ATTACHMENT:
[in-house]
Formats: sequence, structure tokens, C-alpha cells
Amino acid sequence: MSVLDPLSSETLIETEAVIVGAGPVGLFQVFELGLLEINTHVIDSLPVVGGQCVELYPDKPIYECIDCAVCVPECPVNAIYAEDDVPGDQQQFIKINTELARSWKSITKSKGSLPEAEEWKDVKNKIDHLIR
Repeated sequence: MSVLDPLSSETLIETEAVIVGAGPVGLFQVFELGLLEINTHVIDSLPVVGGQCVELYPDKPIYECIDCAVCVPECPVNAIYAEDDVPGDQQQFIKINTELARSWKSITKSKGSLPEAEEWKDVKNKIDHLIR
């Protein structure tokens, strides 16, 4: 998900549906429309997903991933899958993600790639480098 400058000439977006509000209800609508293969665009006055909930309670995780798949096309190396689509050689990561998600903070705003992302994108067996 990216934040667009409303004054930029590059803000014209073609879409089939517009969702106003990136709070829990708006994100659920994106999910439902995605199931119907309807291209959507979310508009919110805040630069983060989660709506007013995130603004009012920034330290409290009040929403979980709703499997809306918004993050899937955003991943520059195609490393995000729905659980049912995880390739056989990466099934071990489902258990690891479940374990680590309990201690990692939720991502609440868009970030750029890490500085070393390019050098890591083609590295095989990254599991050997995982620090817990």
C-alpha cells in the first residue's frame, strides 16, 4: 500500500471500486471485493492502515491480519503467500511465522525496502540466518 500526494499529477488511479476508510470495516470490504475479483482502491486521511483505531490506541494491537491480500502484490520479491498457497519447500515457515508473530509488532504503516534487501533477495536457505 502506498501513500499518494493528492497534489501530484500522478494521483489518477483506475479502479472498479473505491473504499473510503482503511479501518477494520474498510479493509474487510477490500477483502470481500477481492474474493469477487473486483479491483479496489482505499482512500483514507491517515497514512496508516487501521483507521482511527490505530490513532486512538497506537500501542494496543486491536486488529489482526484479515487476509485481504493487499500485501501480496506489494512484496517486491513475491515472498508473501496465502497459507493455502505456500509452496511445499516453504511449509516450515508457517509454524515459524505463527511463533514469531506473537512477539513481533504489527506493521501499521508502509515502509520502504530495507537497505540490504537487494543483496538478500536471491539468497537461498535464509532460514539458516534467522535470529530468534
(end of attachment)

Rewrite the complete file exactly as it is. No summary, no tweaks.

[in-house]
Formats: sequence, structure tokens, C-alpha cells
Amino acid sequence: MSVLDPLSSETLIETEAVIVGAGPVGLFQVFELGLLEINTHVIDSLPVVGGQCVELYPDKPIYECIDCAVCVPECPVNAIYAEDDVPGDQQQFIKINTELARSWKSITKSKGSLPEAEEWKDVKNKIDHLIR
Repeated sequence: MSVLDPLSSETLIETEAVIVGAGPVGLFQVFELGLLEINTHVIDSLPVVGGQCVELYPDKPIYECIDCAVCVPECPVNAIYAEDDVPGDQQQFIKINTELARSWKSITKSKGSLPEAEEWKDVKNKIDHLIR
């Protein structure tokens, strides 16, 4: 998900549906429309997903991933899958993600790639480098 400058000439977006509000209800609508293969665009006055909930309670995780798949096309190396689509050689990561998600903070705003992302994108067996 990216934040667009409303004054930029590059803000014209073609879409089939517009969702106003990136709070829990708006994100659920994106999910439902995605199931119907309807291209959507979310508009919110805040630069983060989660709506007013995130603004009012920034330290409290009040929403979980709703499997809306918004993050899937955003991943520059195609490393995000729905659980049912995880390739056989990466099934071990489902258990690891479940374990680590309990201690990692939720991502609440868009970030750029890490500085070393390019050098890591083609590295095989990254599991050997995982620090817990």
C-alpha cells in the first residue's frame, strides 16, 4: 500500500471500486471485493492502515491480519503467500511465522525496502540466518 500526494499529477488511479476508510470495516470490504475479483482502491486521511483505531490506541494491537491480500502484490520479491498457497519447500515457515508473530509488532504503516534487501533477495536457505 502506498501513500499518494493528492497534489501530484500522478494521483489518477483506475479502479472498479473505491473504499473510503482503511479501518477494520474498510479493509474487510477490500477483502470481500477481492474474493469477487473486483479491483479496489482505499482512500483514507491517515497514512496508516487501521483507521482511527490505530490513532486512538497506537500501542494496543486491536486488529489482526484479515487476509485481504493487499500485501501480496506489494512484496517486491513475491515472498508473501496465502497459507493455502505456500509452496511445499516453504511449509516450515508457517509454524515459524505463527511463533514469531506473537512477539513481533504489527506493521501499521508502509515502509520502504530495507537497505540490504537487494543483496538478500536471491539468497537461498535464509532460514539458516534467522535470529530468534